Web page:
I’ll be the first to admit that I’ve never seen an episode of “Black Mirror.” My pop culture repertoire was last updated in 2010, and not in the quirky way that means I am endearingly out of the loop, but in the “it’s honestly shameful that you can’t name a current cultural trend” way. Despite my lack of learning on current celebrity happenings, I do know that we are, in fact, living in a simulation.


There are several things a freshman at Boston University learns the hard way. The College of Arts and Sciences, CAS, is not pronounced as a word unto itself but solely in its initialism form. Warren Towers has corners that any sane Terrier KNOWS not to look directly into, if at all avoidable (hairballs on the escalators, people). SHA really just does not exist. And finally, you are going to see the same people everywhere. There is no escape from the infamous, often dreaded and irrevocable reality of on-campus living: the BU 200.


Have you ever noticed the same kids are always in your elevator? Always the same lanky, vaguely attractive boy sitting behind you in lecture? The same couple always uncomfortably sitting on top of one another in the dining hall? Everywhere you look, the same people on the same streets, ducking to avoid eye contact and dodging cell phone-engrossed pedestrians, but they somehow know your group project partner or someone you unfortunately hooked up with fall semester freshman year.


This, my friends, is the BU 200.


The truth is, only 200 students actually attend Boston University. The rest are robots, probably (I haven’t quite worked out the details). But bear with me. While many may claim that friend circles tend to blend together in college, or that it’s simply coincidence that your classes coincide and your schedules align with the same people over and over, the fact of the matter is that within the web of social connection in this school, you only know about 200 people, and that’s it.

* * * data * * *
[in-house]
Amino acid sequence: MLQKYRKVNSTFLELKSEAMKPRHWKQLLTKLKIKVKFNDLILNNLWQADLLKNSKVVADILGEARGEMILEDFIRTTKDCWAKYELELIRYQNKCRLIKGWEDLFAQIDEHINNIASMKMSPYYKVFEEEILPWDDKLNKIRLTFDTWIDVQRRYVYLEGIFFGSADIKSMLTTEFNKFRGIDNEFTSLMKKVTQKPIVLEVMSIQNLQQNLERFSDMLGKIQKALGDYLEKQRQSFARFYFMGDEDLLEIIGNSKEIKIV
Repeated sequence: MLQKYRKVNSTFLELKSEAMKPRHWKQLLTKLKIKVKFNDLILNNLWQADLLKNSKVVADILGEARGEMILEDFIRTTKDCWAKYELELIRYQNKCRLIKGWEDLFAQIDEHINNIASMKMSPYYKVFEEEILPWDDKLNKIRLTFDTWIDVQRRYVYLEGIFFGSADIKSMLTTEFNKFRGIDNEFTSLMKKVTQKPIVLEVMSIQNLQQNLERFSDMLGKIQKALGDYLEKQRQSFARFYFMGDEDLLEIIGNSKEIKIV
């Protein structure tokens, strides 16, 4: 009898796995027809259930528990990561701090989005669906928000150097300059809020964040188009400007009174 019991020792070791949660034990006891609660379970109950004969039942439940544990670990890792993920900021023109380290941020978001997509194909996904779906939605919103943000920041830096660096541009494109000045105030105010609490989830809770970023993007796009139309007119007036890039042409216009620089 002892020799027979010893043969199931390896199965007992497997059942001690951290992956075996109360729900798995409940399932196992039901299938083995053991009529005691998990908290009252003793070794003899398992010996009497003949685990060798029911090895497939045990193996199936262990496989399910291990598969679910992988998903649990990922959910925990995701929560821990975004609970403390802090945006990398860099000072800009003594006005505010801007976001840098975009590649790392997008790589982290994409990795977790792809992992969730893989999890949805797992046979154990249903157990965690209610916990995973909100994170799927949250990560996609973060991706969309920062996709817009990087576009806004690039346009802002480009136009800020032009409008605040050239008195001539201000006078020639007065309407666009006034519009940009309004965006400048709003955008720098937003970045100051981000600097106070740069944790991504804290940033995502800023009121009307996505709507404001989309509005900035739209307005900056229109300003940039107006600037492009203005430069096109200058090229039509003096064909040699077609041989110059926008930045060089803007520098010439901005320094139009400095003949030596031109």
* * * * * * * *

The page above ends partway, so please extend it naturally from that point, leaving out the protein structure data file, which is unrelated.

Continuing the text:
Sure, with 30,000 odd students in a square mile of campus, even the simplest statistics scholar would tell you that there are bound to be some run-ins with same general crowd. But this is all too common for it to simply be coincidence. The oddest connections crop up between the strangest people: the girl in your English class knows your roommate’s sorority sister’s best friend, the boy in your lecture does Stage Troupe with your friend’s former foe, the kid you met in Allston last weekend actually has been getting Einstein’s at the same time as you this whole damn year. The six degrees of separation and they all lead to someone you sort-of half know.


At its best, this conspiracy of cohorts puts to the test how well a large urban university can foster a community that genuinely feels small. The unspoken camaraderie between the friends of friends that compose your own subsidiary of the BU 200 is like no other. At its worst, however, the curse of the BU 200 dictates that you’re not going to be able to avoid that person you just really don’t want to see. And you’ll see them. Everywhere.